Mary J Blige, we do bloody love you but we have to get this out of the way: that new bob is going to forever remind us of the Hilary Clinton dancerie meme. Right, now that that’s out of the way… oh look, Strength Of A Woman only starts with a feature from Kanye bloody West. Turns out that even after 13 albums Ms Blige can continue to surprise and excite us.
The brilliant thing is, however, that she doesn’t need to rely on gimmicks or features to do that, and this album confirms that. Even if Love Yourself goes a bit RuPaul ‘how the hell are you gonna love somebody else’, it still acts as a joyous precursor to the rest of it. And it’s a marvel to see how Mary J continues to move with grace through the times. If The London Sessions capitalised on the proliferation of UK soul, the new album mixes her classic style on songs like Set Me Free (although you’ll never hear a sweeter or more savage coo of the phrase “there’s a special place in hell for you”) while giving her new life with the Future-like delivery of Thick Of It and Glow Up. The latter complete with revenge-sex orgasm sounds. Oh yes.
And while Telling The Truth doesn’t quite match the sum of its parts, the fact that a veteran like her is seeking out blog darling is seeking out Kaytranada and BADBADNOTGOOD is impressive in itself. Essentially, it proves what we’ve known for a while: Mary J Blige makes music as a lover of music, and she’s cooler than any of your faves even when she’s doing disco-stompers like Find The Love.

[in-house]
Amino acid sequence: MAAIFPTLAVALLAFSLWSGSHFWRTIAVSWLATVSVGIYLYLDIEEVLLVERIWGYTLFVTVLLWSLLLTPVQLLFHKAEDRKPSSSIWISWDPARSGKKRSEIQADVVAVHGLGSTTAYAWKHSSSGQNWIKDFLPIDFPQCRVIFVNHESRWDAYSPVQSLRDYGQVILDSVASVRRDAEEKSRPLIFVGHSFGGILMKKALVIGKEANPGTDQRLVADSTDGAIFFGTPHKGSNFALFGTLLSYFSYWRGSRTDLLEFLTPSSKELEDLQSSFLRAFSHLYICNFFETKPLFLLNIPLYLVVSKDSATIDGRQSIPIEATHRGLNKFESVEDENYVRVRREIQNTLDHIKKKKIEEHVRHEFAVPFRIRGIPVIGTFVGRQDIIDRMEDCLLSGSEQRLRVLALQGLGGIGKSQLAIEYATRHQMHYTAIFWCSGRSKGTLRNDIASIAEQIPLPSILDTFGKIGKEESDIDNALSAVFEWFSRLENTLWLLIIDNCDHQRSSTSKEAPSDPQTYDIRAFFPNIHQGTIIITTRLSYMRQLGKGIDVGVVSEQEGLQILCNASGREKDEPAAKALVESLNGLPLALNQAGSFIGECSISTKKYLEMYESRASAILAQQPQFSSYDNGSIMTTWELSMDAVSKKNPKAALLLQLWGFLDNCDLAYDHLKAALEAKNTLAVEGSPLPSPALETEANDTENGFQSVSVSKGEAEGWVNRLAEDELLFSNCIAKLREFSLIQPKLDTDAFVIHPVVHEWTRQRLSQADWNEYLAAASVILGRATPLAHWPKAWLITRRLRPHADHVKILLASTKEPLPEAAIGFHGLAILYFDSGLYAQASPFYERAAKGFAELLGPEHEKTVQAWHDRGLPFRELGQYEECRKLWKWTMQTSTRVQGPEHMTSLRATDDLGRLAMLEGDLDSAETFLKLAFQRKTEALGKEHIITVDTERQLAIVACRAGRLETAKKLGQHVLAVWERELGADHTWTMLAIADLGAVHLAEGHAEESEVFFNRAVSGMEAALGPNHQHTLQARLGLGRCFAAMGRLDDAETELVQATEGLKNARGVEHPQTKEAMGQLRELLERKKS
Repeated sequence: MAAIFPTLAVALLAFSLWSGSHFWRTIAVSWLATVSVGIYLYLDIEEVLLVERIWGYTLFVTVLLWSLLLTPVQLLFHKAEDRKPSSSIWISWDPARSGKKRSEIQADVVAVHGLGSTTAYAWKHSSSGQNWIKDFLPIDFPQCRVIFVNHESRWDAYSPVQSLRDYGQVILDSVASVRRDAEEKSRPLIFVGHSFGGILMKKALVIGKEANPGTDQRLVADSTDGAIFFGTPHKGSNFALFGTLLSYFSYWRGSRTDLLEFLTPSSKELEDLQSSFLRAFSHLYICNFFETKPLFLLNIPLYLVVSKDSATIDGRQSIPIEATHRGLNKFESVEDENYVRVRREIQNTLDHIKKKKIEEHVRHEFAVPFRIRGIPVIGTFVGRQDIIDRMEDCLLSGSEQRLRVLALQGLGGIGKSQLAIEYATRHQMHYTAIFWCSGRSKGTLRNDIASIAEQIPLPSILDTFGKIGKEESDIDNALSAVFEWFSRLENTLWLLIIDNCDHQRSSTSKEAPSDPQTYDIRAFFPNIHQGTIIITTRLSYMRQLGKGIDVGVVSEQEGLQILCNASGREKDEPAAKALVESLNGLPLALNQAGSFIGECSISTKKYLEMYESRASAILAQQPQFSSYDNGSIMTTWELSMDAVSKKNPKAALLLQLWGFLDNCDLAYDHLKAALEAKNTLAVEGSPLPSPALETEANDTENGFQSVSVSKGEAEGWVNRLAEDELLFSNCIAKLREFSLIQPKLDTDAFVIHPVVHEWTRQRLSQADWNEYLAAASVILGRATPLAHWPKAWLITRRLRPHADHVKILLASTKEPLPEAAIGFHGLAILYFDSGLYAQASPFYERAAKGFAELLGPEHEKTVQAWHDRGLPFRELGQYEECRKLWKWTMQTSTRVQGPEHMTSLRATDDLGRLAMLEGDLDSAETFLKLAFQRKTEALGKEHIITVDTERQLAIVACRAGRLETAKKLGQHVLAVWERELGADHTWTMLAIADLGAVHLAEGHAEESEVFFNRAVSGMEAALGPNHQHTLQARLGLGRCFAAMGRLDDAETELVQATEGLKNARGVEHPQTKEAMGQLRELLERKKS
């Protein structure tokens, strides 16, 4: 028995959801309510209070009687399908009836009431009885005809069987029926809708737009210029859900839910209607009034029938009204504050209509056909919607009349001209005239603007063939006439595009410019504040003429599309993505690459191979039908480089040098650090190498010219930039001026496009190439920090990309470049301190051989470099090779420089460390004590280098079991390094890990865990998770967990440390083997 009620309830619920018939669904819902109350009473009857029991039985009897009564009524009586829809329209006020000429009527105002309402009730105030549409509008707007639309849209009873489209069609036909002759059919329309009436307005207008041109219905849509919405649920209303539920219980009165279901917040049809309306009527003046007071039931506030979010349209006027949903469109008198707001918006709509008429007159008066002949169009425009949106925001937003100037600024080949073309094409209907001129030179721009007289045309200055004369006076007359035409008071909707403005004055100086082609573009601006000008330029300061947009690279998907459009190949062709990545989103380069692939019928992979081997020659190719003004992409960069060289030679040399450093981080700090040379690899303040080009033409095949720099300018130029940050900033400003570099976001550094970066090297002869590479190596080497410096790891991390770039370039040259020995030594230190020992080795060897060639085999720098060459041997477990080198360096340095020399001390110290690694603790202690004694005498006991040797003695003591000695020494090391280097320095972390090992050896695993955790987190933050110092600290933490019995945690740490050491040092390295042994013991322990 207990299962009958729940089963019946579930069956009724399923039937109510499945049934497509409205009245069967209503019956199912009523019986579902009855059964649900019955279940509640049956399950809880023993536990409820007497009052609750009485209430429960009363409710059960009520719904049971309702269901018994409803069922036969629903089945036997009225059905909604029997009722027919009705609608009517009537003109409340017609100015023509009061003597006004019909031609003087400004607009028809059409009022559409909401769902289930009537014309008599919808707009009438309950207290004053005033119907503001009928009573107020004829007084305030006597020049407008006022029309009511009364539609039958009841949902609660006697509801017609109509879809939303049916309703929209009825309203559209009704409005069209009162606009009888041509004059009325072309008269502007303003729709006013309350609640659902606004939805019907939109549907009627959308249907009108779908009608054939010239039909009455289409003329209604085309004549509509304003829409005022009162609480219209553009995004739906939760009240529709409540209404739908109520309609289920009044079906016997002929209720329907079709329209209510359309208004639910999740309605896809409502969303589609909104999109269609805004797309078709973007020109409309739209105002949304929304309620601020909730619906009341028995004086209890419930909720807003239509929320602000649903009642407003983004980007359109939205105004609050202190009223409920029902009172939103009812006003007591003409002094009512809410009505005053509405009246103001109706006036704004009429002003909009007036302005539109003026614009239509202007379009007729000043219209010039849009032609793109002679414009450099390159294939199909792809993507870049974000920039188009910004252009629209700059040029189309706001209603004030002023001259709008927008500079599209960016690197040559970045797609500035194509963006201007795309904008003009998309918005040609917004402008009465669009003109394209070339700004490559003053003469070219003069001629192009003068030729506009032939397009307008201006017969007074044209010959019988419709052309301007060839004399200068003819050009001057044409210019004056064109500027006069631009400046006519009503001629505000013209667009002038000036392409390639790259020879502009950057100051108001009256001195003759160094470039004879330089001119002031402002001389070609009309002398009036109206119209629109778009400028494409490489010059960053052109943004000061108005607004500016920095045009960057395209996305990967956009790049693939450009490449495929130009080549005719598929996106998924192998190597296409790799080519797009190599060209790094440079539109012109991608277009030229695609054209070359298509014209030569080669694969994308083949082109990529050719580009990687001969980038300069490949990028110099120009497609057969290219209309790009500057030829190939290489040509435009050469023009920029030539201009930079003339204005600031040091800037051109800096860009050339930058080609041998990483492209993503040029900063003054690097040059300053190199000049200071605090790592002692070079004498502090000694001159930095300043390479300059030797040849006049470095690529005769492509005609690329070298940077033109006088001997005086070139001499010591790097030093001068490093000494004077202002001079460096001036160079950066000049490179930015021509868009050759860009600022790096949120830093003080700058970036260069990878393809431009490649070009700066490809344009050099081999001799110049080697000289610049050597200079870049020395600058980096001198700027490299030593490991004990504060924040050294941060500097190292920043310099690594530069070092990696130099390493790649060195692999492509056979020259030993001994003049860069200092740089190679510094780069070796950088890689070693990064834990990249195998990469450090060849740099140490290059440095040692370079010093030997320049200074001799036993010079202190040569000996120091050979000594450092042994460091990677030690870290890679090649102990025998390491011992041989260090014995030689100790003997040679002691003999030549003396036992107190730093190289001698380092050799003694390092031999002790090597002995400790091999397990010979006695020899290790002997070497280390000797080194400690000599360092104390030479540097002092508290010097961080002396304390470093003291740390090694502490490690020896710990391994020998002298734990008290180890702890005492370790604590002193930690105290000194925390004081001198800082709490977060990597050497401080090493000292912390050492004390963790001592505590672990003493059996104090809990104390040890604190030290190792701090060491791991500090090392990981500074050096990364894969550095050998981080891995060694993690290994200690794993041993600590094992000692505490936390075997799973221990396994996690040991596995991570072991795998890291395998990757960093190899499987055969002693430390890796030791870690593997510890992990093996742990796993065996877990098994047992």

If she’s newly divorced, she’s certainly turned it into something positive and self-assured. Not that Blige has ever sounded anything other than that, but songs like It’s Me are up there with one of her best. At that point of the album it’s clear that she’s set out on a mission to reinforce her Strength of A Woman, and already hammered home the point way before the need for songs like Thank You and Survivor. The second half could do without some of these trite moments and feelgood epithets, but there’s more light and class here than most of her peers are managing at this stage. Hail Mary indeed.